It grieves me to object to Mel Gibson's movie because I know that millions of Christians in this country and around the world will be moved and possibly even transformed by it -- and that is a welcome thing. As a Jew, I can unhesitatingly declare that the world would be a better place if it contained more believing Christians.
And yet Gibson has seeded his film with images of Jewish guilt and perfidy that will fall on fertile anti-Semitic soil around the world. Most audiences in the United States will doubtless see the film as it was intended -- as a depiction of universal guilt in the crucifixion and universal salvation because of it. But in light of the resurgence of anti-Semitism in Europe and elsewhere around the globe, it's a safe bet that it will not be so perceived abroad.
After 40 years of quiescence, Jew-hatred has blossomed anew in Europe. As Gabriel Schoenfeld details in his careful and learned exploration of the subject, "The Return of Anti-Semitism," the influx into Europe of Muslims from the Middle East has transformed the landscape. Muslim immigrants are responsible for a wave of terror attacks against Jews and synagogues in Europe.
"From east to west, the list of incidents in April 2002 alone is too long to summarize. In the Ukrainian capital of Kiev, some 50 youths chanting, "Kill the kikes," descended on the city's central synagogue on a Saturday evening, broke 20 windows and beat the director of the religious school with stones. In Greece, Jewish cemeteries were vandalized in what the press termed ?anti-Jewish acts of revenge,' and the Holocaust memorial in Salonika, a city whose 50,000 Jews had been rounded up and deported to Nazi death camps in 1943, was defaced with Palestinian slogans. ... In the heart of democratic Europe, one particular scene of violent anti-Israel demonstrations was Amsterdam. ... Jewish memorials in Berlin were defaced with swastikas. A synagogue was spray-painted with the words, ?Six million is not enough.' ... In Tuzla, 1,500 demonstrators carried placards reading, ?Sharon and Hitler: Two Eyes in the Same Head,' and, ?Israel -- The Real Face of Terrorism' ... in Dublin, the banners, several featuring swastikas superimposed over Stars of David, read, ?Stop the Palestinian Holocaust.'"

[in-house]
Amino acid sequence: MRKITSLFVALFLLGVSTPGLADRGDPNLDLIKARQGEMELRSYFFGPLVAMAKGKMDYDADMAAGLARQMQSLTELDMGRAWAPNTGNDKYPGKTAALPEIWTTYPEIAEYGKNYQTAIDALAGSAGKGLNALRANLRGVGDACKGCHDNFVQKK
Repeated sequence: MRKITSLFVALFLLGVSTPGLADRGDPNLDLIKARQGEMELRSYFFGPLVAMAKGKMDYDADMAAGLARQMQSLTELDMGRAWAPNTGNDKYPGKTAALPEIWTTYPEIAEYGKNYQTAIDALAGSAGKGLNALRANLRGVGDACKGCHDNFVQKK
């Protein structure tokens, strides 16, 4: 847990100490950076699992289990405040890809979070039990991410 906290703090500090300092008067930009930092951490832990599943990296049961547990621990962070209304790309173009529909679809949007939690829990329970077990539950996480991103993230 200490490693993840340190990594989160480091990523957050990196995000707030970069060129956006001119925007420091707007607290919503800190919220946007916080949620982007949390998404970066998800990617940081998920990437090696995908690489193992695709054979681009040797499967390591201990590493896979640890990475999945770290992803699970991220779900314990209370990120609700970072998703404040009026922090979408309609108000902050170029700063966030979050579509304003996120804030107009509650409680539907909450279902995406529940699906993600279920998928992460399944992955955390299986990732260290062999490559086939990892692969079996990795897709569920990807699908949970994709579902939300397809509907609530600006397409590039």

There has been a change in Europe's intellectual landscape, as well. A transposition has taken place. Once the province of the right -- in Europe and the United States -- anti-Semitism has moved to the left. Expressions of anti-Semitism that would earn instant condemnation if committed by skinheads or neo-Nazis can issue from the lips of Europe's leftists with barely a ripple of protest from anyone.